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Factory Man: How One Furniture Maker Battled Offshoring, Stayed Local - and Helped Save an American Town
3 of 5 stars
The story of Bassett furniture and John Bassett III in particular is a great one that should be told. Beth Macy does a reasonable job telling it, but spends much too much time discussing her challenges and experiences writing the book as...
The Silent Man
5 of 5 stars
Another great John Wells book. I previously compared Alex Berenson and his hero, John Wells, with Vince Flynn and his troubled CIA agent/assassin, Mitch Rapp. Towards the end of Flynn's short life and in his final Rapp books, Flynn got a...
Getting Started with Hobby Quadcopters and Drones
2 of 5 stars
When I was looking up reviews of drones on the web, I found several mentions of this "book" (a pamphlet,really). It's OK,but all the information can be easily found elsewhere online. The repeated warning about crashing your drone and sta...
The Martian
5 of 5 stars
Wow. Just . . . wow. This was one of the most entertaining books I have read in a long time. The story is fabulous and the execution wonderful. Basically a diary of an astronaut left behind in an escape from a failed Mars mission (though...
The Ghost War
5 of 5 stars
I've read a few other of Berenson's John Wells books before and found them entertaining,although not up to the standard set by Vince Flynn and his hero, Mitch Rapp. Sadly, Flynn passed away and having finished all the Mitch Rapp books, I...

Work:Life Balance – It’s a Perspective Thing

On the spectrum of choices that has work at one end and life outside of work at the other, should you try to be in the middle?  Isn’t the common wisdom that creating a good balance between the two is required to lead a healthy and happy life and that good balance means equal amounts of both?  So-called experts are always spouting off about how successful people have figured out how to maintain equal parts work and “life” and that there is a direct correlation between their ability to do this and their success; concluding that there is a perfect formula for making it all work. 

The problem is, most statements like these are vast oversimplifications of the situation.  There is no one formula for balancing work and life – each person has their own and, like most things in life, it’s dynamic.  Therein lies the challenge.  You have to figure out what is best for you at any given time and try to make it work.  Two things that are for sure, though, your balance is unlikely to be the same as what works for anyone else and it’s probably not going to be with equal parts work and life.

If you’re like me, the more I read about finding the illusive work:life balance, the guiltier I felt about my obvious bias towards work.  From my point of view, though, and in retrospect, my mistake was the guilty feeling about my choices, not the actual balance that I chose.  Which, for me, worked out pretty well . . . so far, anyway.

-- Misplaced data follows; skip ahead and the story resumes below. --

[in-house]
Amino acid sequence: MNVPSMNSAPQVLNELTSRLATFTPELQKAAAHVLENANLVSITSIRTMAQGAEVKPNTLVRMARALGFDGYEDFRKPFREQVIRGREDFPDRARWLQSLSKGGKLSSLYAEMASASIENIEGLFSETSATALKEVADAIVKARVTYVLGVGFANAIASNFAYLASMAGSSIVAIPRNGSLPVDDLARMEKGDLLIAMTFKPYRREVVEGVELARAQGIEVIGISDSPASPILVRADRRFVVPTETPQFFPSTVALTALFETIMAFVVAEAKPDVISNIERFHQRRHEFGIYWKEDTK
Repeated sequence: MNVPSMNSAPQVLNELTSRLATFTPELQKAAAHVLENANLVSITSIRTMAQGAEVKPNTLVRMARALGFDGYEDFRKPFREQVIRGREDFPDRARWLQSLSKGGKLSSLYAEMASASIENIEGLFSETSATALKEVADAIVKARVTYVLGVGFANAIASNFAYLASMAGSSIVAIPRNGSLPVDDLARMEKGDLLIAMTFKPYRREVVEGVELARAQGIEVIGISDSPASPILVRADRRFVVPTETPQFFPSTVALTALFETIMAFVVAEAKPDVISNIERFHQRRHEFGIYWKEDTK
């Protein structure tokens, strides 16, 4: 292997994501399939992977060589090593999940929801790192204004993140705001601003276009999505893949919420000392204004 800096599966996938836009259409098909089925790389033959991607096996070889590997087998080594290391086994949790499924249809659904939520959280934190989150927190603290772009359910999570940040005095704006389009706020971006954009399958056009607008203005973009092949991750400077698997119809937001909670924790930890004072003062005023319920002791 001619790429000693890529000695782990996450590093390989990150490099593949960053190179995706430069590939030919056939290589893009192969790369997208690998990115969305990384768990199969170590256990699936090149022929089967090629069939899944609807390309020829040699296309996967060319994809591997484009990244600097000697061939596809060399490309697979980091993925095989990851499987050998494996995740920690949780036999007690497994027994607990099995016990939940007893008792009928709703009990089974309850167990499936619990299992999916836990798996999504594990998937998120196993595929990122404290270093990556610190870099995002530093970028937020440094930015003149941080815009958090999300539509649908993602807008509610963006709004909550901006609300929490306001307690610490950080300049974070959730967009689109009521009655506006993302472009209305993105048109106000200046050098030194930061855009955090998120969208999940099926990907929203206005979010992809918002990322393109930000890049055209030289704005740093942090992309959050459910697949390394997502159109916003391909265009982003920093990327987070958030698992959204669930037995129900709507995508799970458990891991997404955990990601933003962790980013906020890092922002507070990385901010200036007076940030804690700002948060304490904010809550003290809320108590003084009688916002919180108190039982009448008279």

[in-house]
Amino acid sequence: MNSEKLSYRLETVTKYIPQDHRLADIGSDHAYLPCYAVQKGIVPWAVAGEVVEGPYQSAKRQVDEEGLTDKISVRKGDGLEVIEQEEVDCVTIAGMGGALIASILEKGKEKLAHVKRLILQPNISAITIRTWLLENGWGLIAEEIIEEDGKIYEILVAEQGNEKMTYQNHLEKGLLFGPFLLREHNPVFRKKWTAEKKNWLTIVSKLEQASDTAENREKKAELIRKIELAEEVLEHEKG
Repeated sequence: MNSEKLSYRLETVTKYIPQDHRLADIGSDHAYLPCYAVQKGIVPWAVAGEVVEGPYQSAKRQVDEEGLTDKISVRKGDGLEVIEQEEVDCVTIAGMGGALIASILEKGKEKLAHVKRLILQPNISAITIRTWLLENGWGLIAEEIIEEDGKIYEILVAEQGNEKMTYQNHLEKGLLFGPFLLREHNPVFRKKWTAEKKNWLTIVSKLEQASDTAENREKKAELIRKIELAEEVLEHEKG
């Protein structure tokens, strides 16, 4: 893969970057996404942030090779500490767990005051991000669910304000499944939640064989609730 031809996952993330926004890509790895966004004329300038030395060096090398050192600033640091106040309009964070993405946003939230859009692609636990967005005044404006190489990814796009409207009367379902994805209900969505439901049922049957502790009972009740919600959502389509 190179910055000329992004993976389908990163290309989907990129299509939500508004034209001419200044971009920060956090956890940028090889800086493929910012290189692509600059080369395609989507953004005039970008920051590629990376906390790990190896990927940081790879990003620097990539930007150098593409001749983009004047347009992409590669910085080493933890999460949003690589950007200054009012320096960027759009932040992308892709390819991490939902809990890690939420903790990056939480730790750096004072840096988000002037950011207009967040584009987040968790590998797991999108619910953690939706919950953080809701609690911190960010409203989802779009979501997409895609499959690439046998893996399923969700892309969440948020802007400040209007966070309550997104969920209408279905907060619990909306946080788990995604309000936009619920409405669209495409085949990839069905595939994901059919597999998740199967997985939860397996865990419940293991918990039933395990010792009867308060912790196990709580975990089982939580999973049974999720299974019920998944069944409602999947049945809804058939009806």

I’m a great proponent of the idea that insanely hard work leads to happiness.  I’ve dedicated most of my career to doing just that, although now I’m in a different, lazier phase.  Luckily, I’m one of many who enjoys long hours, huge amounts of stress and juggling a thousand balls at the same time.  Not so much for the financial rewards such efforts sometimes bring, which can be great, for sure, but for the excitement and contentment such an effort gives me.  For me, there’s nothing quite like the exhilaration that I feel from knowing that my efforts were the root cause of the creation or success of something.  From my perspective, there is no life without that feeling.  For most of my career, the needle on my work:life balance gauge was virtually pegged on the big W at one end.  It worked well for me.

Are there tradeoffs to immersing yourself this way?  Sure.  There are tradeoffs with any balancing act, by definition.  The point is, that if you recognize those tradeoffs and enjoy what you do and how you do it, then accept it and be happy with the ride.  Scott Converse, founder and CEO of ClickCaster captures it very well in his post, Are Early Stage Startups and Normal Lives Incompatible?

In concept, you should spend equal time and energy in work and play, business and pleasure, enterprise and family.  Odds are, though, that balance won’t work for you.  If it does, great.  Go for it.  If 100% work and 0% life works for you.  Do that – no guilt, no questions.  Similarly, if your balance is 100% life with 0% work, do that instead (I hope those youth hostels are working out for you).  All formulas are cool – there is only right and wrong with respect to you as an individual – there’s no global application.  The only mistakes you can make come from trying to apply someone else’s view on what the right balance is to your life and in continuing your current balance without analyzing it once in a while to see if a change is needed to maximize your happiness.

 

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